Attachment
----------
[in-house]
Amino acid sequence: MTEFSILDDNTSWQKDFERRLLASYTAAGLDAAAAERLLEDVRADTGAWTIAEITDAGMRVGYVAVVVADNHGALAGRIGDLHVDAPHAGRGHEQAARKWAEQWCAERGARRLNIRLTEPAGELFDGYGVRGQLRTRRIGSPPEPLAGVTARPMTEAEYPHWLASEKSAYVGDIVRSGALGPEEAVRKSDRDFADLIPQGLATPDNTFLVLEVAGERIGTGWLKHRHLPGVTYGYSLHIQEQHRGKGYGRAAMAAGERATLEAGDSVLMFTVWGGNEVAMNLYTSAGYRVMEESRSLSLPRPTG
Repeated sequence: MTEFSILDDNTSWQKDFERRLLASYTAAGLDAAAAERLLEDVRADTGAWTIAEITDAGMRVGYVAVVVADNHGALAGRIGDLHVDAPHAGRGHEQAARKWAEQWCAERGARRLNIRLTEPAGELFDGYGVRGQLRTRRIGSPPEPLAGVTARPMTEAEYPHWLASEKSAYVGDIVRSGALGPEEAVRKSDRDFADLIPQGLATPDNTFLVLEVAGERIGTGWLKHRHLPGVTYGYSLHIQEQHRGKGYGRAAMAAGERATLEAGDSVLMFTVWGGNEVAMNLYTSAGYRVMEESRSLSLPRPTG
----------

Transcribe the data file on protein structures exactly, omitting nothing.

[in-house]
Amino acid sequence: MTEFSILDDNTSWQKDFERRLLASYTAAGLDAAAAERLLEDVRADTGAWTIAEITDAGMRVGYVAVVVADNHGALAGRIGDLHVDAPHAGRGHEQAARKWAEQWCAERGARRLNIRLTEPAGELFDGYGVRGQLRTRRIGSPPEPLAGVTARPMTEAEYPHWLASEKSAYVGDIVRSGALGPEEAVRKSDRDFADLIPQGLATPDNTFLVLEVAGERIGTGWLKHRHLPGVTYGYSLHIQEQHRGKGYGRAAMAAGERATLEAGDSVLMFTVWGGNEVAMNLYTSAGYRVMEESRSLSLPRPTG
Repeated sequence: MTEFSILDDNTSWQKDFERRLLASYTAAGLDAAAAERLLEDVRADTGAWTIAEITDAGMRVGYVAVVVADNHGALAGRIGDLHVDAPHAGRGHEQAARKWAEQWCAERGARRLNIRLTEPAGELFDGYGVRGQLRTRRIGSPPEPLAGVTARPMTEAEYPHWLASEKSAYVGDIVRSGALGPEEAVRKSDRDFADLIPQGLATPDNTFLVLEVAGERIGTGWLKHRHLPGVTYGYSLHIQEQHRGKGYGRAAMAAGERATLEAGDSVLMFTVWGGNEVAMNLYTSAGYRVMEESRSLSLPRPTG